“It’s a very formal style: You copy again and again and again from your teacher until you get that down . . . It was an interesting way to begin.”
His parents getting one-year furloughs, Robinson returned for sixth and 11th grades to Burnside, the Greenspring Valley resort that his mother’s family, the Shoemakers, had established in the mid-1800s. The Valley served as a shady summer retreat then, a railway outpost for the urban well-to-do like Robinson’s great-great grandfather, a shipping magnate.
Great-great grandad’s son, Sam Shoemaker, used his family fortune to convert Burnside to a year-round residence and corresponding dairy farm. After World War II, the family razed outbuildings, disbanded the dairy herd and most of the farm’s 600 acres: Robinson has a home (with wife Barbara) and studio there, and his brother a lot.
Absent direct evidence, Robinson thinks his ancestors must have ridden; foxhunters ruled the Valley then, and the Shoemakers proper raised Hackney stallions to perpetuate their carriage-driving fleet. A framed, time-bleached photo on the foyer wall of Robinson’s studio shows grandfather Shoemaker as a boy with a Hackney pony; below that, a shadowbox of horse-show ribbons, well preserved given the date stamp – 1903 – and other horse-related artifacts.
“I certainly didn’t grow up riding or anything, but there’s a piece of that in the thread of the family tradition. It goes back in the pedigree,” Robinson said. “But, curiously, I ignored that totally for years. It didn’t occur to me to paint any of that at all.”
Life in Korea likely aided that suppression. Robinson’s father, an obstetrician/gynecologist, taught and practiced medicine in Seoul, and the family shared a compound with other Presbyterian missionaries enjoying an American lifestyle in a foreign land. “We got to know the [Korean] culture,” Robinson said, “but we didn’t live it.”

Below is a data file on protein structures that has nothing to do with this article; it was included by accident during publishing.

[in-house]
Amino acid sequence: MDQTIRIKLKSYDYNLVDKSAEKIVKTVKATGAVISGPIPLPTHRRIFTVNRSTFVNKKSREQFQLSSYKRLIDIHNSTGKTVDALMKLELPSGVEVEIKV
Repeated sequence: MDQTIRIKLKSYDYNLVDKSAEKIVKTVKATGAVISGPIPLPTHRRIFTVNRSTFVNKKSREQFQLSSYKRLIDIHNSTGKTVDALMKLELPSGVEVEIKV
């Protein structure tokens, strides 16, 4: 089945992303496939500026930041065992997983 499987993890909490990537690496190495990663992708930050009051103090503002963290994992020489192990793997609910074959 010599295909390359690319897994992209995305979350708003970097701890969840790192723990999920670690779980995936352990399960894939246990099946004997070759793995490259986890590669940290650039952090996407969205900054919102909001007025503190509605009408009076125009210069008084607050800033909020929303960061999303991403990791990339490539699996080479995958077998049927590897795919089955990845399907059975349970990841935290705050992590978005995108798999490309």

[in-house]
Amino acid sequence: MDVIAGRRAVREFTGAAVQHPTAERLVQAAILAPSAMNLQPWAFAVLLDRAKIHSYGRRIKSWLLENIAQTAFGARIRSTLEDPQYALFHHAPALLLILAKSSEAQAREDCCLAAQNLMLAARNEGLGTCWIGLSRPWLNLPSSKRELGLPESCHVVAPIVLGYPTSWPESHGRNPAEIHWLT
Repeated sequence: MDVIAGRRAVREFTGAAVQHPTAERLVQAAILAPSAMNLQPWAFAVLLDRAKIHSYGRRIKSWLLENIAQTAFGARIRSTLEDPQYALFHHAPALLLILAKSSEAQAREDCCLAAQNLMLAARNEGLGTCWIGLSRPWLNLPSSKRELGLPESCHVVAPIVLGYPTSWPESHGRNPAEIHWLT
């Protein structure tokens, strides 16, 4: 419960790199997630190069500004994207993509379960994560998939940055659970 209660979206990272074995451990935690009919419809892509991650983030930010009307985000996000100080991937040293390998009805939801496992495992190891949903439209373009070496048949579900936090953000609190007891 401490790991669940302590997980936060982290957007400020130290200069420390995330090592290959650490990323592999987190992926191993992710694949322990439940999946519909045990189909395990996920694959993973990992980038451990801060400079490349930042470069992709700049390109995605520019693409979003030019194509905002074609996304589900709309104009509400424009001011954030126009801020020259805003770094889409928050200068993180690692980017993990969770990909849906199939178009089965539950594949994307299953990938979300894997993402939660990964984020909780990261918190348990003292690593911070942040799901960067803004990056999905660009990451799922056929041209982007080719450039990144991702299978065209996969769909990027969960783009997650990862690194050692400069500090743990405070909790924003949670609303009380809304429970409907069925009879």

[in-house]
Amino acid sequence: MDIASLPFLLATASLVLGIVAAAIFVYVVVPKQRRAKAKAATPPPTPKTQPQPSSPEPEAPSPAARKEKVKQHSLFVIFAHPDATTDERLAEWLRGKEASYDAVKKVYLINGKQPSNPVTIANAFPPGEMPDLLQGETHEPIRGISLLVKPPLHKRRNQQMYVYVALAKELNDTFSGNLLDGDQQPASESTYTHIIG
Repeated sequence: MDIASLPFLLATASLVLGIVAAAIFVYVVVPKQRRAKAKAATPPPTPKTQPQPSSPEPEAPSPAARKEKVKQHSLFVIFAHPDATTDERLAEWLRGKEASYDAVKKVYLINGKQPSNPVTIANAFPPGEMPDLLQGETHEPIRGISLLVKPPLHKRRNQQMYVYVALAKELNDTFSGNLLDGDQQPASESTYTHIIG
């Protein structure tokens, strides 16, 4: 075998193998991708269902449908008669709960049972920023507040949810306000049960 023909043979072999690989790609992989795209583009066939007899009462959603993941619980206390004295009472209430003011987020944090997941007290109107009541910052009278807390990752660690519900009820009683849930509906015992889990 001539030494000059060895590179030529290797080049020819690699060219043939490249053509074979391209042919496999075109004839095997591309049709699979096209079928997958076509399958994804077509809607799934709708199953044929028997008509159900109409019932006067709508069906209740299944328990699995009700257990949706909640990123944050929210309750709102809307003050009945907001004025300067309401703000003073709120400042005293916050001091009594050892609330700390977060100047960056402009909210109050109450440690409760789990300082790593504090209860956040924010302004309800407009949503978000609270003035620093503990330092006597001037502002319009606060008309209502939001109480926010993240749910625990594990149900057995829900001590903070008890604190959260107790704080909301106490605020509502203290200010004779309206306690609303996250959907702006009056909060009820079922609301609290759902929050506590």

The Korean style of painting was another matter. “Definitely informed my artistic interests,” he said.
Robinson graduated from high school in Seoul, returned to the states and eventually co-founded Valley Craftsmen doing larger-scale painted interiors – or, as he put it, “the architectural interior application of special painted effects.” Wooden columns made to look like marble, oversize murals that tell a story or evoke a mood, a windowless space painted as a room with a view.
As Valley Craftsmen grew to gross a million dollars yearly, Robinson sought enrichment elsewhere – from the Asian technique that influenced and still compelled him. He cast this romance as “a deep, consistent interest in the brush mark.”
His family, in a sense, led Robinson back to this organic style. Around 2000, at wife Barbara’s asking, he did portraits of son Lehm and daughter Sallie. Word suffused the Valley. George Mahoney Jr., a joint master at Green Spring Hounds, commissioned a portrait of his foxhunting son.
“So I went out one morning early to one of the hunt meets up in the Valley there, and that was incredible,” Robinson said. “I was like, ‘I cannot believe I have not been following this.’ An awakening. I mean, I was just dazzled by this thing.”
Horses maneuvering across splendid rural landscapes moved him closer to the works he aimed to do, the smaller, free-wheeling, plein-air pieces that rely on brushstrokes to imply subjects. This new essay, he discovered, required a delicate sense of equipoise.